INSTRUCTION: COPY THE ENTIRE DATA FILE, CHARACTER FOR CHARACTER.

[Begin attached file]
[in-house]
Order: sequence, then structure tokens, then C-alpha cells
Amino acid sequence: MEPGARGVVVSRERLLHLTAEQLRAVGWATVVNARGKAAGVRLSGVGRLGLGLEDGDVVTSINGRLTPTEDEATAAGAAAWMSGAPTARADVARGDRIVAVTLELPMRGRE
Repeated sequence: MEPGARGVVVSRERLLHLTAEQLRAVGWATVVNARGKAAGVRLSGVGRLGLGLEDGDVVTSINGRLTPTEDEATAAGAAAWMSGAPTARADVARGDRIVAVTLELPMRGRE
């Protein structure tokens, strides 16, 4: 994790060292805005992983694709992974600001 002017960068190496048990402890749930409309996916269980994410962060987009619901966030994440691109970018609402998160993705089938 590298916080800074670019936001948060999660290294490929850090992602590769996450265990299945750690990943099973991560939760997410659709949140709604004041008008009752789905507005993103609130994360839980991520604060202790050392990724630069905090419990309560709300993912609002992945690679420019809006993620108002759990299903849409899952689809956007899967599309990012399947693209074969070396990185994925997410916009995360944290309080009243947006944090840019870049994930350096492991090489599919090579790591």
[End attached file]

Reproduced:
[in-house]
Order: sequence, then structure tokens, then C-alpha cells
Amino acid sequence: MEPGARGVVVSRERLLHLTAEQLRAVGWATVVNARGKAAGVRLSGVGRLGLGLEDGDVVTSINGRLTPTEDEATAAGAAAWMSGAPTARADVARGDRIVAVTLELPMRGRE
Repeated sequence: MEPGARGVVVSRERLLHLTAEQLRAVGWATVVNARGKAAGVRLSGVGRLGLGLEDGDVVTSINGRLTPTEDEATAAGAAAWMSGAPTARADVARGDRIVAVTLELPMRGRE
């Protein structure tokens, strides 16, 4: 994790060292805005992983694709992974600001 002017960068190496048990402890749930409309996916269980994410962060987009619901966030994440691109970018609402998160993705089938 590298916080800074670019936001948060999660290294490929850090992602590769996450265990299945750690990943099973991560939760997410659709949140709604004041008008009752789905507005993103609130994360839980991520604060202790050392990724630069905090419990309560709300993912609002992945690679420019809006993620108002759990299903849409899952689809956007899967599309990012399947693209074969070396990185994925997410916009995360944290309080009243947006944090840019870049994930350096492991090489599919090579790591």